Posted by: Standing Solus Christus | January 13, 2008

Lord’s Day Quote: Hermann Ridderbos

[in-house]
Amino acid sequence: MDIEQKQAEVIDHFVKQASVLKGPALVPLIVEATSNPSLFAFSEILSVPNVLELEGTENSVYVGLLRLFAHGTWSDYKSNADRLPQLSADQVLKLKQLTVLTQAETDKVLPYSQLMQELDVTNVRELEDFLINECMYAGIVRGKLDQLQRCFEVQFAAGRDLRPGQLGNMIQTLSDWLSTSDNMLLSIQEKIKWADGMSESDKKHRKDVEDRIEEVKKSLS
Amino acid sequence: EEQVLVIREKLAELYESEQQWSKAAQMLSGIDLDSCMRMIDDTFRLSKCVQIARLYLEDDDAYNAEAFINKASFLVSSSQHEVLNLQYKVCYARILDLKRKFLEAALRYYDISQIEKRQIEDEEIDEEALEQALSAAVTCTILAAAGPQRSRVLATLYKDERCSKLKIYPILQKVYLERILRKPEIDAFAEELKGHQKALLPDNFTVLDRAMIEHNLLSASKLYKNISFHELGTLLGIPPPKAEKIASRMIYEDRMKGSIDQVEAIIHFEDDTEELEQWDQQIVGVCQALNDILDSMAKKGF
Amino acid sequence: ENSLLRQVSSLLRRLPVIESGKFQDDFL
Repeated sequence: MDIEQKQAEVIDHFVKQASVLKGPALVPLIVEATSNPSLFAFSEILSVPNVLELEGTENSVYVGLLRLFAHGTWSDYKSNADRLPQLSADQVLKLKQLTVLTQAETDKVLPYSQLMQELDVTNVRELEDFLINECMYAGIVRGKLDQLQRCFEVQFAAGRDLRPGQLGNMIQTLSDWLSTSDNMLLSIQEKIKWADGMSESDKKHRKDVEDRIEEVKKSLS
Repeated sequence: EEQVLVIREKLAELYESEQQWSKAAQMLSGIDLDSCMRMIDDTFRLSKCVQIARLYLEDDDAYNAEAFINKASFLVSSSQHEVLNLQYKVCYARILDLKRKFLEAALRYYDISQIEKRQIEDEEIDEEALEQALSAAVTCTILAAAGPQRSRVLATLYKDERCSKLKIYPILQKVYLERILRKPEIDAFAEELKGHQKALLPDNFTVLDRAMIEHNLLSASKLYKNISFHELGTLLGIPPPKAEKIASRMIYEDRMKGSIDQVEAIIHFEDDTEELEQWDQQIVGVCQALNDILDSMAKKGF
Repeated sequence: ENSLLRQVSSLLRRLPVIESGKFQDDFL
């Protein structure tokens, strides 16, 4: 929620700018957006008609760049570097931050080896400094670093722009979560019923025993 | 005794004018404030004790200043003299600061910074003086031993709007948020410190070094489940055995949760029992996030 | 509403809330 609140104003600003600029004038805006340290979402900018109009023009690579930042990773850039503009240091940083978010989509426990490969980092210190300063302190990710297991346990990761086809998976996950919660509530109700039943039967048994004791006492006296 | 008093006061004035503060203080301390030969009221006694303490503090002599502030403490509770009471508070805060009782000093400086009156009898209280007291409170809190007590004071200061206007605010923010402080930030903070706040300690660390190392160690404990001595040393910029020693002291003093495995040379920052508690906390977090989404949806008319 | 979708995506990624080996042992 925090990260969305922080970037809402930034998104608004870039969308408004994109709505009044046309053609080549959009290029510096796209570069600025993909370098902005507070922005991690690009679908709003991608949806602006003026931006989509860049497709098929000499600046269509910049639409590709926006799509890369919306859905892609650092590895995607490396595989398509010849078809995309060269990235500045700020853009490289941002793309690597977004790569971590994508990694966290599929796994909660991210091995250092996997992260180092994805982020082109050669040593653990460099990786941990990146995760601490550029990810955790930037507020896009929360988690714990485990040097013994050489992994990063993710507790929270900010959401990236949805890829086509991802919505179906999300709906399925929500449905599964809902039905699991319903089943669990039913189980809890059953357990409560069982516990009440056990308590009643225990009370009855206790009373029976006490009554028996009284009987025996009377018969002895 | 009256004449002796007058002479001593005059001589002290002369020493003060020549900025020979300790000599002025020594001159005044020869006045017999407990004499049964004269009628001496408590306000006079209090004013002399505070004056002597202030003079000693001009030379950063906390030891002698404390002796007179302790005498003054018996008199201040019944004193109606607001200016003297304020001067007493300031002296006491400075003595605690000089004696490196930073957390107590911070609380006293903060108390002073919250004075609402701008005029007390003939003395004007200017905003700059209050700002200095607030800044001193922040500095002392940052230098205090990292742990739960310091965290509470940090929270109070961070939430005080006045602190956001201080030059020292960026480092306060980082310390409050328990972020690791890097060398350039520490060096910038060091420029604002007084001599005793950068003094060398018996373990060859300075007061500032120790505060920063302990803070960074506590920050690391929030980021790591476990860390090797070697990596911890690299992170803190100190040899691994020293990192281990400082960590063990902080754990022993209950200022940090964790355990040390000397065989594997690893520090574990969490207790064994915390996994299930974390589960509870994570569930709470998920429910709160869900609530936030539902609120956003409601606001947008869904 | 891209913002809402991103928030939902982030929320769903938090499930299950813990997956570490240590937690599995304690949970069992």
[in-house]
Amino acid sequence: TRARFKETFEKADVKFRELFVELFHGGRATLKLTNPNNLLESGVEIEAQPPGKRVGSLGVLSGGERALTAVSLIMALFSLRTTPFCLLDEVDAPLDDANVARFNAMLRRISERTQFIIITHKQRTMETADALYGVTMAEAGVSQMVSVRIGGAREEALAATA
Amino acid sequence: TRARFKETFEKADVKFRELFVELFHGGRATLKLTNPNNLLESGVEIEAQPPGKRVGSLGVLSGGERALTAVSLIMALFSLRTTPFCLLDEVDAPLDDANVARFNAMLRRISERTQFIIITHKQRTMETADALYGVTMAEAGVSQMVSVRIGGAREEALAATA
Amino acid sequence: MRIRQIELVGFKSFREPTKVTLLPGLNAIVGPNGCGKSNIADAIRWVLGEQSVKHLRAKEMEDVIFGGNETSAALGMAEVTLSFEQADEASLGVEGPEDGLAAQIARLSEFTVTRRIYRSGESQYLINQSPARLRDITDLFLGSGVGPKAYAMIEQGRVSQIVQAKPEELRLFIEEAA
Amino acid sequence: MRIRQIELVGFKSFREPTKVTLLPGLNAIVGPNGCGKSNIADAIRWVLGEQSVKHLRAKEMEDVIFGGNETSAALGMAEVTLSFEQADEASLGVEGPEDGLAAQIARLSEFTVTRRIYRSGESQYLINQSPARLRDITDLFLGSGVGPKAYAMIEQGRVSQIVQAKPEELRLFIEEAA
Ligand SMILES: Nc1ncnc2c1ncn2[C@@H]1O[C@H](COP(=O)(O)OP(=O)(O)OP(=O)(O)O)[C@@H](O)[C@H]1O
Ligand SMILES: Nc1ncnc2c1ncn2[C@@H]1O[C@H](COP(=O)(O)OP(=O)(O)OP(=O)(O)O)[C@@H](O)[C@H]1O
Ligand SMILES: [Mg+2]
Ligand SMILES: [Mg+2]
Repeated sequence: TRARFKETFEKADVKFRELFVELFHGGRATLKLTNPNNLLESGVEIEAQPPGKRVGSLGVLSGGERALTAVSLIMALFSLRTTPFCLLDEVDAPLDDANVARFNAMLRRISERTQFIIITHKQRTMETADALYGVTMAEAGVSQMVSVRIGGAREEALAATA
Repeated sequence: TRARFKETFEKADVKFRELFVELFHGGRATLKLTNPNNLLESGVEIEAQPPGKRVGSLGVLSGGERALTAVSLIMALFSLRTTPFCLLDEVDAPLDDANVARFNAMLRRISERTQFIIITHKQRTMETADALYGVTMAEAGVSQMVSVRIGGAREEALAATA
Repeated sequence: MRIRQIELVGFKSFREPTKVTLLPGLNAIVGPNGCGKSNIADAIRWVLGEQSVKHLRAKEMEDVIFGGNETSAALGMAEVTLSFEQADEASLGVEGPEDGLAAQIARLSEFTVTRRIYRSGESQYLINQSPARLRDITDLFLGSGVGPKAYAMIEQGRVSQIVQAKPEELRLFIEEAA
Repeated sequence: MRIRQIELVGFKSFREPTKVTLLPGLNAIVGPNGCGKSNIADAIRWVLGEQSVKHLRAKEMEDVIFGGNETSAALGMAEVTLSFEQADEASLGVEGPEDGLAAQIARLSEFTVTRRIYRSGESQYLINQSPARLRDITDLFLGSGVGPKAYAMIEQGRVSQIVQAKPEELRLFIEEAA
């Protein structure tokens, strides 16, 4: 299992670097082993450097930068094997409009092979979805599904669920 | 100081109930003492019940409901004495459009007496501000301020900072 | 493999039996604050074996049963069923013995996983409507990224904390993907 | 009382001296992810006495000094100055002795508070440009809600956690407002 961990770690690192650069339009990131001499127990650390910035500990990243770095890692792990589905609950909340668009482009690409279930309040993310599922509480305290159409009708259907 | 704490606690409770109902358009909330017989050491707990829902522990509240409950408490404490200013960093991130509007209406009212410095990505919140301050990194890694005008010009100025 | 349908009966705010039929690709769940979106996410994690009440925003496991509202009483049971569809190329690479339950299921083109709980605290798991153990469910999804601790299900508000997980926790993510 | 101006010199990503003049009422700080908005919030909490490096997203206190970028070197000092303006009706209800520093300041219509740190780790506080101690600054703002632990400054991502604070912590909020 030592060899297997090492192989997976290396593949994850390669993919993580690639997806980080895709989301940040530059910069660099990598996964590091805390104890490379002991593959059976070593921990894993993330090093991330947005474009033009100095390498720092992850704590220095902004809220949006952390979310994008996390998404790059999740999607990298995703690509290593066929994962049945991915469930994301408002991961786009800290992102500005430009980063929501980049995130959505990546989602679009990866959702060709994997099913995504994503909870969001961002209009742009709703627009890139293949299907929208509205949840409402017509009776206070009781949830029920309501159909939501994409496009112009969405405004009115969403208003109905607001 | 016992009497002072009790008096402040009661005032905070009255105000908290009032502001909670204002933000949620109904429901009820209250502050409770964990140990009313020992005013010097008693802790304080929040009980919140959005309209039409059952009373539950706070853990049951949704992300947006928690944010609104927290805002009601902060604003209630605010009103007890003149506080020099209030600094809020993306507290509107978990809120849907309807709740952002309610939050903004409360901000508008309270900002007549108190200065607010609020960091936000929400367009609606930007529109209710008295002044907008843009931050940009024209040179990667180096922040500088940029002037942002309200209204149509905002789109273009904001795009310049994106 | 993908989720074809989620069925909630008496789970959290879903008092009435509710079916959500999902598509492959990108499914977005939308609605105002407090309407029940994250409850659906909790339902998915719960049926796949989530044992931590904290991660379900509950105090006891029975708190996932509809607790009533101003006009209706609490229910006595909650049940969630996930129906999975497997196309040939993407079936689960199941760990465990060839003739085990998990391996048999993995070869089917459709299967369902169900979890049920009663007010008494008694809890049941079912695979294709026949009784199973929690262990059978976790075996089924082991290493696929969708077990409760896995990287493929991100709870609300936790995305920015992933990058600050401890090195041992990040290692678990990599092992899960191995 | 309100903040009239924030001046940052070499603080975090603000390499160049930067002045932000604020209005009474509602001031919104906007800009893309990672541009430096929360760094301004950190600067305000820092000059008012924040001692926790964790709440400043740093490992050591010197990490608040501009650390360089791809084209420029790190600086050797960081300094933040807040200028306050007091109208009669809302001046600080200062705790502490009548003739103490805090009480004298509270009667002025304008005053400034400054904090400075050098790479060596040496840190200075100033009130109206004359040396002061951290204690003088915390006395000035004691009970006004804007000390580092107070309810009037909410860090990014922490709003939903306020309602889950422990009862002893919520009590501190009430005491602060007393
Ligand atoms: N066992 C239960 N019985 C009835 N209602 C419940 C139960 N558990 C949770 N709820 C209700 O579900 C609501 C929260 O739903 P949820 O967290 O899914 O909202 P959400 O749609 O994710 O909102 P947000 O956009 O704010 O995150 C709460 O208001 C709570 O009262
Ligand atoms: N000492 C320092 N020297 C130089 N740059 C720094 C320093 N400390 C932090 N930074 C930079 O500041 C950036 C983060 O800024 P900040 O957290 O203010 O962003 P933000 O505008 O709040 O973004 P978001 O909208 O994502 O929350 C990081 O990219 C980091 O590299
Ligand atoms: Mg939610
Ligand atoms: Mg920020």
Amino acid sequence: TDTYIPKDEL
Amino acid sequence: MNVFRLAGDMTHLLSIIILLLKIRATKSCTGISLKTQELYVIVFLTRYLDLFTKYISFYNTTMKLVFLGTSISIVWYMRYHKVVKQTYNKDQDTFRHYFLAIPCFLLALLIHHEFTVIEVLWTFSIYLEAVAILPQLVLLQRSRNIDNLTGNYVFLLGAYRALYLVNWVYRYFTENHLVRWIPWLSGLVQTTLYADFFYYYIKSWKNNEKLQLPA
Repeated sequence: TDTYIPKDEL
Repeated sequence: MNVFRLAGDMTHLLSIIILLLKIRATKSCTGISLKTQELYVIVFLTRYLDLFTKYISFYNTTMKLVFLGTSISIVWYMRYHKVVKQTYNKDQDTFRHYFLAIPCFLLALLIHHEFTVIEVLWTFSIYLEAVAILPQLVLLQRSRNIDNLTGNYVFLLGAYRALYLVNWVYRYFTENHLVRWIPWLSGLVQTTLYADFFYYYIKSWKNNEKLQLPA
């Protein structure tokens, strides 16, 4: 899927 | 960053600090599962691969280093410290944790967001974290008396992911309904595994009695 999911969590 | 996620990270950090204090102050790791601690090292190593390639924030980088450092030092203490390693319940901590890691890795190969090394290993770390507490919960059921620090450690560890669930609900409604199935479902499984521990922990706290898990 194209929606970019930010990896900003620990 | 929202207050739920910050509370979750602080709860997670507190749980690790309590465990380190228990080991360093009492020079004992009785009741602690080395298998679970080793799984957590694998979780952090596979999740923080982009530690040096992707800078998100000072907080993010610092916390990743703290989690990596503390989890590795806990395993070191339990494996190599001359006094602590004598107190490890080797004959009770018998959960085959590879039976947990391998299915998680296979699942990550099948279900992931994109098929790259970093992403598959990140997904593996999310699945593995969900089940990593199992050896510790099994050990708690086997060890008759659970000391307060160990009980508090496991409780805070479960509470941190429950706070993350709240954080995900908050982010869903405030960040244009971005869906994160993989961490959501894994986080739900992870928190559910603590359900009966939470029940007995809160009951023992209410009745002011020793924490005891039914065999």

The revelatory character and authority of the New Testament Scripture, therefore, undoubtedly has its bounds and limitations.  Above all it has authority as kerygma, as the proclamation of the great redemptive works of God in Jesus Christ.  To fulfill their calling as the inspired heralds of the redemption Christ achieved, the apostles did not share in divine omniscience, nor were they commissioned to reveal the mysteries of nature, to unlock the structure of the universe, or to solve the problems of science.  Neither, then, is that the meaning and purpose of the New Testament revelation in its written form.  The New Testament is not a book of revelation in the sense that all of its pronouncements intend, directly or indirectly, to give answers to the questions with which life confronts us.  It does not anticipate the natural development of the human race or the exploration of nature.  It does not provide critiques of every time-bound conception of the structure of the universe and what takes place in it.  It does not correct quotations from the Septuagint by making them agree with the Hebrew text, nor does it authorize every idea that Paul derived from his rabbinical training.  Those qualifications, however, do not in any way detract from the revelatory character of the New Testament as Scripture, but they do teach us to distinguish its nature.  And in doing so we should not make a dualistic or dynamic distinction between what has and what has not been written under the leading of the Spirit.  As the New Testament Word of God, as the witness of the Spirit for the church and for the world, the entire New Testament is divine revelation.  It is itself included in God’s work in the fullness of time.  But it is that above all in its kerygmatic significance, that is, as proclamation of the great acts of God in Christ.  The New Testament, therefore, is totalitarian in its scope, touching every area of human life and knowledge, because the salvation of which it speaks is totalitarian.  It has that scope, however, in its own way, that is, it illumines man and the world, history and the future, church and nation, the state and society, science and art from one standpoint, the standpoint of the coming death, resurrection and return of Christ.


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